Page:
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Old 09-25-2013, 07:07 PM   #1
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12v problem I don't understand

Today while switching out 12v batteries my wrench momentarily shorted positive to trailer body (it sparked a little), I already had negative connected. Since then it appears that I only have 12v power to some of the fuses in the panel. For example the vent fan works but the fridge and furnace do not. Additionally, the fridge does not show any sign of life for either AC or gas operation. Did my temporary short circuit do something? I checked the two 30 amp fuses in my power converter and they are ok. If I'd blown the "short stop" breaker near the from on the trailer wouldn't I have NO power to anything? Any help appreciated.
Oh, it's a '07 Nash 22H

Thanks! Milt
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Old 09-25-2013, 07:35 PM   #2
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OH boy, first always hook up the negative terminal last, that way the only thing you can touch that will give you an arc, is the positive terminal.
There should be low amp fuses , in the printed circuit board board on the back of the fridge , you will need a voltmeter to test them. My fridge has 2 , a 3 & 5 amp. Some where there will be a low amp fuse 5 or 10 amp for the thermostat that has to be checked. If all the fuses check out , try disconnecting the battery, then after 5 mins and making sure all interior circuits are shut off, re-connect the battery. Hopefully things will go back to normal operation.
Worst case , the circuit boards in the thermostat, furnace, fridge and even the roof A/C may have been burnt out by the short.
EDIT: There may be a manual reset 12v circuit breaker somewhere in your wiring, going to have to check everywhere.
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Old 09-25-2013, 07:54 PM   #3
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OK; sorry didn't get back in time to re-edit my original post.
2 things came to mind.
1 The last time I heard of this big an issue the battery polarity was reversed. Any chance that happened ?
2 Also you said 12v batteries ( plural ). Any chance they are hooked up incorrectly and giving you 24volts through the RV? The bathroom fan would tolerate this and maybe some bulbs , but none of the electronics will.
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Old 09-25-2013, 08:54 PM   #4
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sad part is on most Rv red and black are not + and -
you all ways have to make sure black is not + and wight -

it well get most ppl every time
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Old 09-25-2013, 08:57 PM   #5
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There are circuit breakers on the tongue usually. Get a test light, see what does and doesn't have power.
Then check fuses with your test light also.

Check with no shore power, just battery power.

To clarify, if you have red and black, red is +, black is -.
If you have white and another color, white is -, other color is +. Blue is also positive, if red and black are used.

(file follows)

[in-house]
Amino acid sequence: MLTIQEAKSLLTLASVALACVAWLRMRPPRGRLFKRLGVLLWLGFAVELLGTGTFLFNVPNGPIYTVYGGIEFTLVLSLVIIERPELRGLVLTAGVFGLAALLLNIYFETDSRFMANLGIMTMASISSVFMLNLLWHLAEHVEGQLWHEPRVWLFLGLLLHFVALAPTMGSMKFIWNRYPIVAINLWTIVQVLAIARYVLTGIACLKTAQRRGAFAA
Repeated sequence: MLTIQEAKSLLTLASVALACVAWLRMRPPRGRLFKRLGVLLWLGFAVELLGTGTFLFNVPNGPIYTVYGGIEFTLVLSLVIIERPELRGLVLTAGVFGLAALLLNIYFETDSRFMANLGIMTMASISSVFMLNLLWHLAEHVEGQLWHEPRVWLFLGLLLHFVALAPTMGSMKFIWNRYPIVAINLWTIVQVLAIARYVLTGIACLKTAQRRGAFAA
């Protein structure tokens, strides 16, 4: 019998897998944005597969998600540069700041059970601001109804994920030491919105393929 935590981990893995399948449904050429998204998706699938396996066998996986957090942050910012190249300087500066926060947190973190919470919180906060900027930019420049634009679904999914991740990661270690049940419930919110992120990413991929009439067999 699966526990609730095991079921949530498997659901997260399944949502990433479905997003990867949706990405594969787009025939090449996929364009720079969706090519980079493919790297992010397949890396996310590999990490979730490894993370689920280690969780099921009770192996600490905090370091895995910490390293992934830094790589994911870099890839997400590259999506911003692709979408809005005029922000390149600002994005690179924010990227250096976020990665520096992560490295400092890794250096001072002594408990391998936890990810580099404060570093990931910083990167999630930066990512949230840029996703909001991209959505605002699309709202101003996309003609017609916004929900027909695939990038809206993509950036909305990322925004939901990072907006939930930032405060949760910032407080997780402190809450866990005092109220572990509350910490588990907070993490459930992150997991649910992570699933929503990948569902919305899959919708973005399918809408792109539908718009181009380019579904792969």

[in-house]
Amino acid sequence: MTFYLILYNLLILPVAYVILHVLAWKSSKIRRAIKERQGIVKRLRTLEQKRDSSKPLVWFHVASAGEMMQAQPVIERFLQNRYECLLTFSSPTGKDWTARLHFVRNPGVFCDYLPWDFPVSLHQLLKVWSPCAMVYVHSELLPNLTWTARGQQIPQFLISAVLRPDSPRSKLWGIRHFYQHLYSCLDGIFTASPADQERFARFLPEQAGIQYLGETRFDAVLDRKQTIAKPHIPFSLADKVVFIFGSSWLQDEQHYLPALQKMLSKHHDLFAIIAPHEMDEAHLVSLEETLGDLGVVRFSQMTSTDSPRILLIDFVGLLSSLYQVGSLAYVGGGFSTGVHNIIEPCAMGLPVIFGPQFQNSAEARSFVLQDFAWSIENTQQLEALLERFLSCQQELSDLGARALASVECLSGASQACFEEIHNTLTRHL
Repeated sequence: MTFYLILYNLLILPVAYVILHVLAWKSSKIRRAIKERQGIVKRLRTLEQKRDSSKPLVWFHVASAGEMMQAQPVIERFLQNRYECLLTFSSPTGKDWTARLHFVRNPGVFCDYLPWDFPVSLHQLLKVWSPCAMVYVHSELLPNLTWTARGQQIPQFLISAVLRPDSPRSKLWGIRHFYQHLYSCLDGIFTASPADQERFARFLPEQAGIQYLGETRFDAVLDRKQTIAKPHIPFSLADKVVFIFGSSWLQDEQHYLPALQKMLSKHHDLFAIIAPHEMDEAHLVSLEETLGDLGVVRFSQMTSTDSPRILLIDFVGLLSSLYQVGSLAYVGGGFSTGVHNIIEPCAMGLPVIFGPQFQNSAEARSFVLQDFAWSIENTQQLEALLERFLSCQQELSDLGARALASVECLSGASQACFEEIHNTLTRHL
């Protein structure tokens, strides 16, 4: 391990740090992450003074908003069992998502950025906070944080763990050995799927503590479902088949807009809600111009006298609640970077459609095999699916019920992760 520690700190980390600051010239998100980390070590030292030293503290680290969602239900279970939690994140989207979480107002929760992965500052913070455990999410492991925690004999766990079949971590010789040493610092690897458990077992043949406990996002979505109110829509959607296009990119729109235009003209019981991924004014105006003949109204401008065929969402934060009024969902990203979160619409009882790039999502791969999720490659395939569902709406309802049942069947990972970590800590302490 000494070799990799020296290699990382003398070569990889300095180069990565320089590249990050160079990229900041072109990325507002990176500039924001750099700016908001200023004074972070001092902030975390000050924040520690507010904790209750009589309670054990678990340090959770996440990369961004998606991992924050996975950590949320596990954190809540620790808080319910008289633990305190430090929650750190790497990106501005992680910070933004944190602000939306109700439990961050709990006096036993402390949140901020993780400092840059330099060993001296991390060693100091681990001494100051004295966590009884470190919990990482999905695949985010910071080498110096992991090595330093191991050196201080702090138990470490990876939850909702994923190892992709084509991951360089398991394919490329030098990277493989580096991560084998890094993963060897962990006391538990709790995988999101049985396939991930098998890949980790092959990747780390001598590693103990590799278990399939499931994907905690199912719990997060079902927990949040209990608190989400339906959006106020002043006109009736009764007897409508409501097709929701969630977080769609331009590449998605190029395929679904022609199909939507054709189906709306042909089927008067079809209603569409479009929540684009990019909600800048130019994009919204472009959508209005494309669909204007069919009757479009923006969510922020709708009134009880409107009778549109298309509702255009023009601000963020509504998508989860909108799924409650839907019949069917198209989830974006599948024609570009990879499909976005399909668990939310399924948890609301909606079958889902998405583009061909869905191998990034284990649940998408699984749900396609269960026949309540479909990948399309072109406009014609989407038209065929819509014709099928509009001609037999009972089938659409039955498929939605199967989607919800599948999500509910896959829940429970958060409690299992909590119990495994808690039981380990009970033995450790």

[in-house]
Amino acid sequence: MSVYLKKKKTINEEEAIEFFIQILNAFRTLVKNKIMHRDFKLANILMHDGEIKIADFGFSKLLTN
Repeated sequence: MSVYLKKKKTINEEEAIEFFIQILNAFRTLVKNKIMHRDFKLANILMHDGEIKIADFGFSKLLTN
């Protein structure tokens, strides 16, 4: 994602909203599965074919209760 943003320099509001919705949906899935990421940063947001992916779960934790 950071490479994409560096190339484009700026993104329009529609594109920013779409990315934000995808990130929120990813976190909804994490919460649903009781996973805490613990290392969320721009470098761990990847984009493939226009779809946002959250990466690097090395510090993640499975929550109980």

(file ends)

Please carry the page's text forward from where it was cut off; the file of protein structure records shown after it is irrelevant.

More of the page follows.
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Old 09-25-2013, 09:10 PM   #6
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I agree with Skip426, check for correct wiring of your batteries and for any CB or fuses. Use a test light or multimeter to check for power from batteries on to and past fuse panel. Normally a short as you describe it shouldn't do damage to circuits down the wire. By it's very name, you 'short' the voltage flow from (+) terminal to ground, it shouldn't cause any current surge to damage or blow fuses, unless your 'short' created both batteries to connect in series and make 24 v.
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Old 09-25-2013, 09:41 PM   #7
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First, my thanks to all of you for your responses and help. I really appreciate it.
Only one 12v battery. I was swapping one for another and only one was hooked up at any one time. I carefully checked polarity and then rechecked after reading a few posts. My primary wires are red and white. That's red+ and white-. I traced them until I saw white attached to frame and red go thru a "short stop" fuses/breaker and then disappear into body.
It looks like I'll be having fun with my test light...
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Old 09-26-2013, 12:03 AM   #8
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hillm, sorry I panicked with the 24v thing, but when I re-read and saw batteries. I jumped to conclusions . Looks like you've done , due diligence with the wiring, and hopefully this just tracks down to a bad fuse or circuit breaker somewhere.
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Old 09-26-2013, 04:09 PM   #9
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I'm pretty sure that shore power was not connected.
I'm out of town today but will start my methodical work tomorrow and I'll report my progress (or lack thereof) and results back to the community here.
My wife and I used the trailer as a part time residence during my last two years of work and it was on shore power that entire time. I'm getting it ready for an extended road trip and that, of course, is when I cause myself problems.